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Expanded Sanctions Against Iran Continue Unabated in the New Year

January 11, 2013

On January 2, 2013, President Obama signed the National Defense Authorization Act for Fiscal Year 2013 (NDAA 2013), which included expanded sanctions against Iran.  The Iran Freedom and Counter Proliferation Act of 2012 (the Act), included as Subtitle D of Title XII of NDAA 2013, imposes a new round of sanctions on Iran focused on foreign businesses including foreign financial institutions involved in the energy, shipping and shipbuilding sectors, underwriting and insurance as well as metal trading with Iran.

The Act follows earlier sanctions imposed either by Executive Order or legislation by expanding the type of conduct that requires the impositions of sanctions under the Iran Sanctions Act of 1996 (Public Law 104-172), as amended (ISA).  In addition, the Act requires that various entities be placed on the List of Specially Designated Nationals and Blocked Persons (the SDN List) maintained by the Office of Foreign Assets Control or become subject to sanctions under the International Emergency Economic Powers Act or other earlier Iran sanctions statutes.

Energy, Shipping and Shipbuilding Sector

Section 1244 of the Act requires the President to block and prohibit all transactions of any person who is part of the energy, shipping or shipbuilding sector in Iran, and anyone who operates an Iranian port.  Any person who knowingly provides significant support, or goods or services, to such persons or any Iranian person who has been placed on the SDN List becomes subject to ISA sanctions.  The Act draws a distinction between Iranian financial institutions designated as SDNs under weapons of mass destruction (WMD) and Terrorism programs, significantly Bank Melli and Bank Saderat, and all other Iranian banks that are blocked pursuant to E.O 13599.  Only the provision of services to the WMD and Terrorism SDN banks will trigger ISA sanctions.   This section takes effect 180 days after enactment  (July 1, 2013).

There are some exceptions notably for petroleum purchases from Iran that fall under the National Defense Authorization Act of 2012 (NDAA 2012) for governments that have reduced their purchases of crude old from Iran.  There is also an exception made for purchases of food, medicine and other humanitarian activity.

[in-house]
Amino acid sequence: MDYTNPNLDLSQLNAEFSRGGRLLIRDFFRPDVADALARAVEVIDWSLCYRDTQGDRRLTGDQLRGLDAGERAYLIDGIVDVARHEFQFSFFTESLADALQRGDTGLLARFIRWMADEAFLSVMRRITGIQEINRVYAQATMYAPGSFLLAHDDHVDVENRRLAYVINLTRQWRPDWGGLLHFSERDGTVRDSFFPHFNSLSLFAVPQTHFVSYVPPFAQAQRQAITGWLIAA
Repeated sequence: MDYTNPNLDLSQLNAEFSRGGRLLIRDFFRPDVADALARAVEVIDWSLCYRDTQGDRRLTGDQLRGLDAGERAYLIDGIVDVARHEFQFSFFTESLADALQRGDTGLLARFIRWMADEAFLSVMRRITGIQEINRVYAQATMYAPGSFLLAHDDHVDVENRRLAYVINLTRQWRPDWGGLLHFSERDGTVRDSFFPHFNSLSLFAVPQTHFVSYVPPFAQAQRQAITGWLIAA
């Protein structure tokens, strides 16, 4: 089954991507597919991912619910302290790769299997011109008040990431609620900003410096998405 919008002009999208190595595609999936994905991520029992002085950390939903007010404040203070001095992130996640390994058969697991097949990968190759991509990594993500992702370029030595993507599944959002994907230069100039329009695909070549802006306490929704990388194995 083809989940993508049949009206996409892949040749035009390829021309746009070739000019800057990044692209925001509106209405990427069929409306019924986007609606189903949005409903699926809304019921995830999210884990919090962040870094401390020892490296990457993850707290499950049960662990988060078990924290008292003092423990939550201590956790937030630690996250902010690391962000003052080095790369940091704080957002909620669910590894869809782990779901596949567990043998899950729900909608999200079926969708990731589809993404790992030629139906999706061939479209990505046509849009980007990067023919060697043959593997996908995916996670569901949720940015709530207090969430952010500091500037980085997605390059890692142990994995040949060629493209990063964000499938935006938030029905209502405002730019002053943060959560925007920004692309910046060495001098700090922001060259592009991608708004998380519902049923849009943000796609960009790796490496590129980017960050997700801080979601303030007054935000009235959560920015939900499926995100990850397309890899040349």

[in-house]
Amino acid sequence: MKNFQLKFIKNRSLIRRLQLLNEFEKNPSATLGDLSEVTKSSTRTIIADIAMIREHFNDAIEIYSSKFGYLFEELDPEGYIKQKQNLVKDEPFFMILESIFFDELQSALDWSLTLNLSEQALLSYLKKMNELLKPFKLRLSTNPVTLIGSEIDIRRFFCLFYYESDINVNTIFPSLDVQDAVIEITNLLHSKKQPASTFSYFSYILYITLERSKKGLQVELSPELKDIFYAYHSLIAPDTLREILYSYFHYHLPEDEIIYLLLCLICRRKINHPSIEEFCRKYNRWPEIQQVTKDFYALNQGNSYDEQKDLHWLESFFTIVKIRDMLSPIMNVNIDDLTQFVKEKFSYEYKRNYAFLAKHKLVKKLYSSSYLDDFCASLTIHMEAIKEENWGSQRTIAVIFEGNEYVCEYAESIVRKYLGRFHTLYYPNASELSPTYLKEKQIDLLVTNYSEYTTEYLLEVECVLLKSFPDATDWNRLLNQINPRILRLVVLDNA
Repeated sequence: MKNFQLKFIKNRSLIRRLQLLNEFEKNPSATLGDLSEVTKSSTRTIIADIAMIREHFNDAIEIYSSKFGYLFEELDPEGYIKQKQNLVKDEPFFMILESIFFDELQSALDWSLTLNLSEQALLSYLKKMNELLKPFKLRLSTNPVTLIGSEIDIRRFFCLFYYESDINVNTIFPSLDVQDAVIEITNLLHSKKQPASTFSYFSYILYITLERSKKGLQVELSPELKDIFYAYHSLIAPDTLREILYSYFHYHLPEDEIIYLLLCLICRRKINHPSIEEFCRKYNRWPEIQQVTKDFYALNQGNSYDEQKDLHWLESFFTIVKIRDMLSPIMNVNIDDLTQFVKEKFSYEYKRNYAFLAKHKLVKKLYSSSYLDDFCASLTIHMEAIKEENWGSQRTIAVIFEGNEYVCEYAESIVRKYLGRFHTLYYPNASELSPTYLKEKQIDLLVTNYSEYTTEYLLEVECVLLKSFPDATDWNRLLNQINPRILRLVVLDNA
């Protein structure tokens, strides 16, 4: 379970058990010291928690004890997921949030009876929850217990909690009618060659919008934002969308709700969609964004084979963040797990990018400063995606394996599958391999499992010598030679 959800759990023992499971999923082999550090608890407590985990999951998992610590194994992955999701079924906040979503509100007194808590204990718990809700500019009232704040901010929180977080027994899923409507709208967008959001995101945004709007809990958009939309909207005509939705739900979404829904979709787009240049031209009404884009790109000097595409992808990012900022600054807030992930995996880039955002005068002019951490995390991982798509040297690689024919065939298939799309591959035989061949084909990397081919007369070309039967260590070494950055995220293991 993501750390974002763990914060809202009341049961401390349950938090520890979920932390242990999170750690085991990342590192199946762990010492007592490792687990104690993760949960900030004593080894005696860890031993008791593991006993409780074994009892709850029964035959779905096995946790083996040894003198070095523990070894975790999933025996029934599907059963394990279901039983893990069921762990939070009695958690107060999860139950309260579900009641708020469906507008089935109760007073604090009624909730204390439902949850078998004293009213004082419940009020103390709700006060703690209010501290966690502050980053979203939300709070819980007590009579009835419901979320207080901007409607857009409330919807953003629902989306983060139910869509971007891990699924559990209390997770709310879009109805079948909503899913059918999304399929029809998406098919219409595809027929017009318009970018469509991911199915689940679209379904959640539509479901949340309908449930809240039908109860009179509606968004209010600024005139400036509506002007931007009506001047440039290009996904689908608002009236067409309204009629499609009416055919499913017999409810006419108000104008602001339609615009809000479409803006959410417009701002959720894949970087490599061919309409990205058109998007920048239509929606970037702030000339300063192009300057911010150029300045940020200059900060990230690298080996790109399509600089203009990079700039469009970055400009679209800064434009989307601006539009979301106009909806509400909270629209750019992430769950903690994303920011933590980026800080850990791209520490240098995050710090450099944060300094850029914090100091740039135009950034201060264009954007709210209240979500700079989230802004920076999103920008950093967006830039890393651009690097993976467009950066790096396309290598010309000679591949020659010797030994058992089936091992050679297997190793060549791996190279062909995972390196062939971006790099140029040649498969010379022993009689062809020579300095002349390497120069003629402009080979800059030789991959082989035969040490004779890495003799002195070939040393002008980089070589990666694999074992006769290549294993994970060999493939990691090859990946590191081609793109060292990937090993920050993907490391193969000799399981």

Metal Trading to or from Iran

Section 1245 requires that the President impose ISA sanctions on any person who has sold, supplied or transferred precious metals, graphite, raw or semi-finished metals, coal, and software for integrating industrial processes where such materials are for barter or are listed on the national balance sheet of Iran, including materials connected to the energy, shipping, or shipbuilding sector or any sector controlled by the Iranian Revolutionary Guard Corps or for use in weapons development programs.  As in earlier programs, a foreign financial institution that engages in significant transactions related to these materials can be barred from maintaining a correspondent bank account in the United States  This section also takes effect 180 days after enactment.

This section recognizes an exception for persons who exercise due diligence in establishing policies and procedures to prevent the sale of the restricted products.  This is similar to language included in the Comprehensive Iranian Sanctions  Accountability, and Divestment Act of 2010 (CISADA) for compliance efforts of insurers.

Underwriting Services, Insurance and Reinsurance

Section 1246 requires the President to impose ISA sanctions on persons who knowingly provide underwriting services, insurance or reinsurance services for any activity in Iran which is subject to U.S. sanctions.  This includes previously imposed sanctions as well as any services provided to any person for sanctionable activity in the energy, shipping or shipbuilding sectors under the Act or for the sale, supply, or transfer of restricted metals under Section 1245 described above.  As in other sections, the provision of insurance services to any SDN will cause ISA sanctions to be imposed, but Iranian financial institutions designated solely under E.O. 13599 will not trigger sanctions.

There is a carve out for humanitarian activity as well as an exception for insurers who exercise due diligence.

Other Provisions

Other sections of the Act expand existing sanctions.  Restrictions on correspondent accounts for foreign financial institutions can now be imposed when an institution facilitates a significant transaction on behalf of any Iranian SDN.  Any person who engages in the diversion of goods intended for the Iranian people or the misappropriation of proceeds will be subject to sanctions under CISADA §105(c).  The Islamic Republic of Iran Broadcasting and its president are subject to the same sanctions.

The President is afforded greater flexibility in one provision which expands his ability to waive the imposition of sanctions on foreign financial institutions under NDAA 2012 in instances where a country is unable to reduce its purchase of petroleum products due to exceptional circumstances.

Conclusion

In the absence of meaningful diplomatic progress, it is likely that sanctions against Iran will continue to expand in the coming year.  While there are few areas of commercial engagement with Iran remaining that do not bring the threat of sanctions, it is likely that we will see additional sanctions enacted in the coming year with the focus increasingly on foreign persons who engage with Iran.